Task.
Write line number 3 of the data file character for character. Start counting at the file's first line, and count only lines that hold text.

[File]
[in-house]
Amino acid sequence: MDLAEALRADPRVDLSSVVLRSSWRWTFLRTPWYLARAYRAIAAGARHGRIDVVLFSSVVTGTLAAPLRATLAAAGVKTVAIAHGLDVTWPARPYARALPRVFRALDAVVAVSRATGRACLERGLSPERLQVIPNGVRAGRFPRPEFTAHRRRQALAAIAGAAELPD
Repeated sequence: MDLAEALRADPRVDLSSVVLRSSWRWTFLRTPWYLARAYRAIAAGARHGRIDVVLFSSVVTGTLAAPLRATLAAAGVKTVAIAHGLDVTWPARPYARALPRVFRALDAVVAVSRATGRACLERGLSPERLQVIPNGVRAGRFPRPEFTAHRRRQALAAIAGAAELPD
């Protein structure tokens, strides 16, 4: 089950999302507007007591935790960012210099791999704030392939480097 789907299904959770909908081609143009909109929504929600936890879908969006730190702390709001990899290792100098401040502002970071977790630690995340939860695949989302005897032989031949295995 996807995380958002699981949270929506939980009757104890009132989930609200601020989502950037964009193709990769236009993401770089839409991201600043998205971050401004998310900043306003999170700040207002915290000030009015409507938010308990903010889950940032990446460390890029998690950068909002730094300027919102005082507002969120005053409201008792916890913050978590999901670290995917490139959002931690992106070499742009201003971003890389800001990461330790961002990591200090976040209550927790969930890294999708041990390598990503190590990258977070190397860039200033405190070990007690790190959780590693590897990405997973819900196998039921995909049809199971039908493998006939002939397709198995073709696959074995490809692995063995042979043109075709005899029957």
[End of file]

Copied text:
Repeated sequence: MDLAEALRADPRVDLSSVVLRSSWRWTFLRTPWYLARAYRAIAAGARHGRIDVVLFSSVVTGTLAAPLRATLAAAGVKTVAIAHGLDVTWPARPYARALPRVFRALDAVVAVSRATGRACLERGLSPERLQVIPNGVRAGRFPRPEFTAHRRRQALAAIAGAAELPD